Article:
Farmer Focus: Meat shoppers buying less, but better

What weather we are having. The sun shines for days, only to be interrupted by the odd downpour and thunderstorm.

Paddocks have gotten ahead of us and we now need to reassess and begin closing acreage off to be cut and baled.

This is not an issue, as we do not have any buffer forage stock in the system, and this seems to be the trend with many farmers in the local area.

Another benefit to the early summer is that the ewes are shearing well. The nucleus and indoor lambing flock are done, and the outdoor commercial flock will be done in the coming days.

Once this is complete we will begin weaning, recording weights and taking the back fat and eye muscle measurements.

See also: Guide to breeding from ewe lambs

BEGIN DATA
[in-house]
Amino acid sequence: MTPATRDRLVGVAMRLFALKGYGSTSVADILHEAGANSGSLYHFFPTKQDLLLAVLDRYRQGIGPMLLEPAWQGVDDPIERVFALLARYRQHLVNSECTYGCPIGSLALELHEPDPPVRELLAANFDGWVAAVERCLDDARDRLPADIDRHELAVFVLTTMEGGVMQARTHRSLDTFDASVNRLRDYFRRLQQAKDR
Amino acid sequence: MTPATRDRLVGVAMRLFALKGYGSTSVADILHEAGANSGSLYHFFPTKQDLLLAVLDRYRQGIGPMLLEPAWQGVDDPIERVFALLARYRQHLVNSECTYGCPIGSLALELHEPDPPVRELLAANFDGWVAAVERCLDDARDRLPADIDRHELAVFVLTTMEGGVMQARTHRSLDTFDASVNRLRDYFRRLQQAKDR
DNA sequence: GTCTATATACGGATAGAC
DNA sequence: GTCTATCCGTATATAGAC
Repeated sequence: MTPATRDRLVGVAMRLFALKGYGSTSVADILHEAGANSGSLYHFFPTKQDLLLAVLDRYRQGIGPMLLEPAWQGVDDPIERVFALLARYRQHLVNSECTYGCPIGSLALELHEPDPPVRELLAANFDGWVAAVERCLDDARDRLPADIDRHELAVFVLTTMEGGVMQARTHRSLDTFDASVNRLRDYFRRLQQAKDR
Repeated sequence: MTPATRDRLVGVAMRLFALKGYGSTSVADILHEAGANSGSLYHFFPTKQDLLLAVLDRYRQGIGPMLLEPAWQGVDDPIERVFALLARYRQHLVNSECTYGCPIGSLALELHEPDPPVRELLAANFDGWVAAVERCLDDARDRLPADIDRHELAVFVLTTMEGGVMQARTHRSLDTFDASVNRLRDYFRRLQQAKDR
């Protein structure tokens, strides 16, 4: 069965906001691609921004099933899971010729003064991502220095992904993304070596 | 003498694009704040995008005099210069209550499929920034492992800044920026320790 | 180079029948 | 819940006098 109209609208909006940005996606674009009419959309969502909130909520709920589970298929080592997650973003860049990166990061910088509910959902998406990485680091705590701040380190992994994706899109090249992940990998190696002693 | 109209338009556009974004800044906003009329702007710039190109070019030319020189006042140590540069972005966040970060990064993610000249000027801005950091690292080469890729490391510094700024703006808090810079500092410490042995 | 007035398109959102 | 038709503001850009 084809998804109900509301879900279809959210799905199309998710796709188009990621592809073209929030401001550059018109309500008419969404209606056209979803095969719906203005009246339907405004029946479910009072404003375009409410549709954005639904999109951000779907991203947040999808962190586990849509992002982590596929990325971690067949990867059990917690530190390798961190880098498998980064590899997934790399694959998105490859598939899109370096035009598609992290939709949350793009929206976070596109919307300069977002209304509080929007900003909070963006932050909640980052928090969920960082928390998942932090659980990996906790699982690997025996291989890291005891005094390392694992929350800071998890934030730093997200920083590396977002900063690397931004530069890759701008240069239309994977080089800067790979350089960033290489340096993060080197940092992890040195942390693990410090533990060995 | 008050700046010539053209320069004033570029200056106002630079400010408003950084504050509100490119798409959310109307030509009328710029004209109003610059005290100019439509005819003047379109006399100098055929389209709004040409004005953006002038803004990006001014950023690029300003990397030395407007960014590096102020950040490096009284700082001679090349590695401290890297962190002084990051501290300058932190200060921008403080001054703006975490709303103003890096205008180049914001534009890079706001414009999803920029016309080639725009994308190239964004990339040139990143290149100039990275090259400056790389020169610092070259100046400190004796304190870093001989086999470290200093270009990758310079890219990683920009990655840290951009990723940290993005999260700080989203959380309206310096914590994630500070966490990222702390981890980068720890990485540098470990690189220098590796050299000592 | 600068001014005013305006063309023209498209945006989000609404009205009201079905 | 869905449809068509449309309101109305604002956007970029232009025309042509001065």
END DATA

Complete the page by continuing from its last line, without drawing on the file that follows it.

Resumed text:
Quality meat, not quantity

The BBQ season continues at the shop. We are seeing an increase in customers, although the trend seems to be that they buy less, but “better” meat.

Our sourcing policy of rearing our own, or sourcing from Welsh farms, appeals to the consumers who want ethically reared meat with provenance. We must continue to ensure standards are high, that we promote what we do and that we’re proud of our industry.

Shop closure

A local family butchers closed its doors last week. The shop was in its third generation of ownership and highlights the evolution of the high street.

Being an independent family business is no longer enough – the consumer expects better quality, better sourcing and better service from independents.

If this isn’t provided, there is nothing to keep them away from taking the convenient option of supermarket shopping. Supermarkets have parking, late opening hours and deliveries which makes them very attractive to the busy consumer.

As independents, we need to find a way to compete. The change in buying trends is evident, with supermarkets promoting British farming and promoting their collaborations with farmers.

This is fantastic for our industry and we hope that it results in fairer prices throughout the season and that we, as farmers, feel valued and not exploited.